Maren Kate [00:03:44] Yeah, and just to kind of outline what we have here to the four ways to think about it is leading with a big vision, because if you don’t know, if you’re not clear about where you’re going, it’s even harder for those early people to join and to get behind that vision. Everybody be driving in the same direction. And then, as Matt said, the core values, even your V one core values are really important as you’re bringing on your cultural co-founders. These people that are going to be building your company with you operating principles is another really important one. There’s an amazing book by Ray D’Alessio called Principles. It’s pretty thick and deep, but if you spend time going into it, the first year or two of your company can make a great difference in how you think about operating and how everybody aligns the same way. And then, of course, as you said, environment in terms of whether you’re a company where it’s really important that you you have a lot of face time. Maybe the founder is the one that stays ladies. Everybody doesn’t leave before he does versus a remote friendly or a remote first company. And that actually ties directly into hiring because once you get this set, it will turn off people who aren’t into that culture, but it will really get people excited who buy into your vision. So hiring really is it’s a formula, it’s similar to sales people think of sales and build out their funnels and put a lot into your product roadmap. But often when we’re thinking of hiring, especially in the early days, we don’t necessarily feel the same way. So hiring starts out with I mean, sourcing is an important part. And then the recruiting funnel is an important part and we can go through each of those points. But do you wanna.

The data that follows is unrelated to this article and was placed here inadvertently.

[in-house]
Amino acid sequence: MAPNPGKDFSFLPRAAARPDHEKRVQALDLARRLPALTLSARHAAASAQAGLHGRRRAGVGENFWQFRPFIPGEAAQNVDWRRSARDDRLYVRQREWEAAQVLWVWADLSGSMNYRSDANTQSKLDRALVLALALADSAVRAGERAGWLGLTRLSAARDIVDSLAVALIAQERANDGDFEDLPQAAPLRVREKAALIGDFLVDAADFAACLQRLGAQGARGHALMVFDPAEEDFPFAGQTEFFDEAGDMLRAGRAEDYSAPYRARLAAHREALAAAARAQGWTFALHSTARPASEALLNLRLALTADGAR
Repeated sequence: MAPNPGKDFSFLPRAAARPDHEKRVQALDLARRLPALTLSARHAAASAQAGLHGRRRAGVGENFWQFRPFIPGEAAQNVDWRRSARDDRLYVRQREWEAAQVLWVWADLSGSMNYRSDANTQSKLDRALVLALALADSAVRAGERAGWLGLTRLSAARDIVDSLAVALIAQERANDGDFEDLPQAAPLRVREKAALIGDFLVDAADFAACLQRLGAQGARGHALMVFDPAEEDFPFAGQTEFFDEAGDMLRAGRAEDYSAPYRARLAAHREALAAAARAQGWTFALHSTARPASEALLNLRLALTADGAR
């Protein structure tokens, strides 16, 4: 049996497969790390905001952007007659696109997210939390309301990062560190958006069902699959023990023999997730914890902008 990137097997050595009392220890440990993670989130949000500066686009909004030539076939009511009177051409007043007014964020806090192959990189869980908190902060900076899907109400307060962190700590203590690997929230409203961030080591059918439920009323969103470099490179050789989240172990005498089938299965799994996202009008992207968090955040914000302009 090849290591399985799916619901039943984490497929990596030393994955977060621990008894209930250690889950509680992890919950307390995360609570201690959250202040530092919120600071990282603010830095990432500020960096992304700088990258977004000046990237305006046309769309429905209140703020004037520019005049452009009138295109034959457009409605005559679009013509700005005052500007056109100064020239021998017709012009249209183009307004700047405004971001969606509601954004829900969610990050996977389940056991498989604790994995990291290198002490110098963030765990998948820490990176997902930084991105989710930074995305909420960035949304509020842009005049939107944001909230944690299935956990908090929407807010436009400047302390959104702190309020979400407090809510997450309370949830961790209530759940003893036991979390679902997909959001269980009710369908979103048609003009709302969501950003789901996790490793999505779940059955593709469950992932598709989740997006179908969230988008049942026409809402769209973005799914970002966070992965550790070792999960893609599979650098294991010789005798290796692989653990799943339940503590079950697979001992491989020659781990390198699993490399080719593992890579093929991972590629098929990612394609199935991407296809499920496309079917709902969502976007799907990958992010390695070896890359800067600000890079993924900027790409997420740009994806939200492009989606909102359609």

Matt Hoffman [00:05:30] Yeah, having a standardized process early on will help you do that. We talked about the framework and understanding. What do you want your company to look like? What do you want great talent to look like? And how do you create the container and a system to do that? But having a document process around the way you source do you just go through your network? Do you just go through your PVCs network? Do you only take in inbound candidates? Do you take the time to look for passive candidates? Those are intentional decisions that are worth making overall because they help expand the pool, they create more diversity and they give you different types of talent rather than what’s faster. Having those conversations where you care about is really important and working with amazing recruiters like Narron. Are you doing things internally or being an external recruiters to help? And then as you go through each stage of the funnel. Right. What is your application process look like? Where do you have consistency? What are you screening for? What are you looking at? Do you do coding tests? What are those feel like? Are they in person or are they online? How do you check for culture fit culture? Add again some of the things we talked about earlier. Then when you dig in deeper in the organization, once you’re here, what does that look like? What are the questions doing that work up front and making sure that you’re focusing on? Can they do that technical ability? Have they worked at a scale that’s relevant to what you’re doing in an industry that’s relevant? And then do they add to the culture? Those are all really important things to understand what that looks like and checking each one of those across the process.